CPU Performance: Pretty Much an Athlon II X4

As we found in our look at mobile Llano, the A8 isn't impressive as a general purpose x86 microprocessor. In general the chip is somewhat faster than the Athlon II X4 635 and I'd say it performs more like a 645 based on the numbers I've seen here. Again, nothing to be impressed by but if you're building a value gaming PC it may not matter.

Note that heavily-threaded applications actually favor the A8-3850 to the Core i3 2100 (its most likely target based on pricing rumors) thanks to its four cores. They may not be as efficient as the i3's cores, but you sure do have more of them. We have been discussing this tradeoff with AMD for quite a bit over the past couple of years. You lose out on single-threaded performance but you do gain better performance in heavily-threaded workloads. I had assumed that Turbo Core would partially solve this with Llano but 2.9GHz is going to be the fastest SKU AMD offers and it doesn't ship with any turbo enabled.

SYSMark 2007 - Overall

Adobe Photoshop CS4 - Retouch Artists Speed Test

Cinebench R10 - Single Threaded Benchmark

Cinebench R10 - Multi-Threaded Benchmark

x264 HD Benchmark - 1st pass - v3.03

x264 HD Benchmark - 2nd pass - v3.03

7-zip Benchmark

Dragon Age Origins - 1680 x 1050 - Max Settings (no AA/Vsync)

World of Warcraft

Starcraft 2

Introduction GPU Performance: Between a Radeon HD 6450 & 5570
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  • maroon1 - Tuesday, June 14, 2011 - link

    I hope that anandtech use similar DDR3 speed for both intel and AMD setup Reply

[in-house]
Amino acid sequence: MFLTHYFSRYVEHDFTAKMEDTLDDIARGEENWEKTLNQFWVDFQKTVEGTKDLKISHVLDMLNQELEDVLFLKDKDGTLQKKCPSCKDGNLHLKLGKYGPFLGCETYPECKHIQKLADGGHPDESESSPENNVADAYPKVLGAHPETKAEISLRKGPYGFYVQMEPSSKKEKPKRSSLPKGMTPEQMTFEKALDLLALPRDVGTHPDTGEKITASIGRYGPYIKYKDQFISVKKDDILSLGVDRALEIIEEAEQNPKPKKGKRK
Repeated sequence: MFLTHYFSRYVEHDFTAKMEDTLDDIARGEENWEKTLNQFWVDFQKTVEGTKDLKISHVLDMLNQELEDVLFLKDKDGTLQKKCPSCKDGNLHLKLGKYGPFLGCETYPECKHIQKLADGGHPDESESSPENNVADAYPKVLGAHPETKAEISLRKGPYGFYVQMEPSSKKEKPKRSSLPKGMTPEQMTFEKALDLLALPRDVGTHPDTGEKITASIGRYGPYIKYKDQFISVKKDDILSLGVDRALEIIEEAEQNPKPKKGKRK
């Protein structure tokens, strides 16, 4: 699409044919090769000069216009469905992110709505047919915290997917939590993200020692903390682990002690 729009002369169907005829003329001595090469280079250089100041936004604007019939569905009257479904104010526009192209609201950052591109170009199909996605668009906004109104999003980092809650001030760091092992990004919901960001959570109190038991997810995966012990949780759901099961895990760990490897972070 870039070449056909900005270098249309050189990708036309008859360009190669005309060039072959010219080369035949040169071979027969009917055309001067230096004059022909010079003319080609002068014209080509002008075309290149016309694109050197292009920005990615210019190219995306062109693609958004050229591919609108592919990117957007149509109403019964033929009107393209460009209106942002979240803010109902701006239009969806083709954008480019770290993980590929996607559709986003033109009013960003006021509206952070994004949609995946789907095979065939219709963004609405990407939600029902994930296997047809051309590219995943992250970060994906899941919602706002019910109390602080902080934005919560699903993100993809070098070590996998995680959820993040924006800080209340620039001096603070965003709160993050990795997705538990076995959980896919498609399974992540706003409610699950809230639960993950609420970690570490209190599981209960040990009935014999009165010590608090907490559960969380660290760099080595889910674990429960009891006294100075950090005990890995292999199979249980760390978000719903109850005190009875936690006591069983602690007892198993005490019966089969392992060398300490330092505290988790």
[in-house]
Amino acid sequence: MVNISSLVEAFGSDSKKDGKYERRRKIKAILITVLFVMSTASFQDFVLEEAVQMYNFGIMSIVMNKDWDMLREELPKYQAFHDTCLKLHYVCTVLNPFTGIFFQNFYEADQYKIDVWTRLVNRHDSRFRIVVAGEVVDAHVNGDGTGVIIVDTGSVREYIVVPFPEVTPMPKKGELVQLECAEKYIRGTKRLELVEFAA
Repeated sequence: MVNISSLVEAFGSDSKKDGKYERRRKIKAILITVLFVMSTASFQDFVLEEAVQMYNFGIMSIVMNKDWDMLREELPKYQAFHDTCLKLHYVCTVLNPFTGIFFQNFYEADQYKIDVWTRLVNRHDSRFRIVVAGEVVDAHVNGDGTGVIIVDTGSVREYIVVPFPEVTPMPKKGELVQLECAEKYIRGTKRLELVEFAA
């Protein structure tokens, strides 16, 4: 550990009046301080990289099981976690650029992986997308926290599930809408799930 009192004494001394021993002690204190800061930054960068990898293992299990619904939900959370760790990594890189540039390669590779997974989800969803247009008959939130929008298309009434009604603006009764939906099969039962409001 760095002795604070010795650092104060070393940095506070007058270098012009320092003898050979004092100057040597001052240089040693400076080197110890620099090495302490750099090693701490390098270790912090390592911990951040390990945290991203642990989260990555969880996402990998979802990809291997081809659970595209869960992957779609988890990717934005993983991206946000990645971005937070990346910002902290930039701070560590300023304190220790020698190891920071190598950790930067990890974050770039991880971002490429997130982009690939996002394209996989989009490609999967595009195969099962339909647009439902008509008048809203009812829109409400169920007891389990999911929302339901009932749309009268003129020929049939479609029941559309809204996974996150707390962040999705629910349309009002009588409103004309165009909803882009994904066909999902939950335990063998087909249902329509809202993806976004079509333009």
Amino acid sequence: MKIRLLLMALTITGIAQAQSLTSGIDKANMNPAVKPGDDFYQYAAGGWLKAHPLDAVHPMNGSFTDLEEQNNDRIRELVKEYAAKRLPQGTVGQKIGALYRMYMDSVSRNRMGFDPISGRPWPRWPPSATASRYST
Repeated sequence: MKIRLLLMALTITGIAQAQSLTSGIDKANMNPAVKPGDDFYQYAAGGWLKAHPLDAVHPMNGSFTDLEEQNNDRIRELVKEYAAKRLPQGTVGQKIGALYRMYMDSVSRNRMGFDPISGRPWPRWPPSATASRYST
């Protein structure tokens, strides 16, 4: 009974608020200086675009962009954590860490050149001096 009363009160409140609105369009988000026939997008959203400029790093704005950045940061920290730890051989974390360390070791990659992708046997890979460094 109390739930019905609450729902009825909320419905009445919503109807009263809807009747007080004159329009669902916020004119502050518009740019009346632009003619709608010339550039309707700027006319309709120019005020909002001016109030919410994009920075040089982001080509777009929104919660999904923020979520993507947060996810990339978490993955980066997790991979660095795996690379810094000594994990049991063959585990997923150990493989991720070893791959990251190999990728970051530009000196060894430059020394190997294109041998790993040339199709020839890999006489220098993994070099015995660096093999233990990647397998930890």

• killerclick - Tuesday, June 14, 2011 - link

    It's good enough for the era of PS3 and XBOX360 console ports but AMD is way behind Intel and that gap is growing day by day. Reply
  • StevoLincolnite - Tuesday, June 14, 2011 - link

    Llano isn't meant to compete with the high-end Sandy Bridge, it's a low-end/mid-range chip, wait for Zambezi to see AMD's answer to the Core i7. Reply
  • duploxxx - Tuesday, June 14, 2011 - link

    what charrts have you been looking at? did you check any gaming performance or multithreaded apps?? Reply
  • milli - Tuesday, June 14, 2011 - link

    Yes bc we all run 7Zip 24/7 ... right?
    I'd rather have an i3 2100 + HD6450 if the leaked price of $170 is anything to go by. The i3 combo will be much more responsive.
    Reply
  • duploxxx - Tuesday, June 14, 2011 - link

    first of all there are no leaked prices since they refer to SKU that never exist.

    Secondly the A8-3850 has more then CPU power enough, if you want a more responsive system invest in better HD RPM or SSD, general apps perf difference with just a few MHZ and Intel arch is whishfull thinking.

    third: Intel boards have always been more expensive, the FM1 boards have better specs thx to USB3 and you have additional cost of the GPU and powerconsumption. You from a fanboy perspective might think that way (i would never select a 6450 low budget in the first place for a GPU board but anyhow) but OEM think different and focus on general consumers.
    Reply
  • milli - Tuesday, June 14, 2011 - link

    Well you're talking to a SI here with 14 business experience, so i'm no fanboy.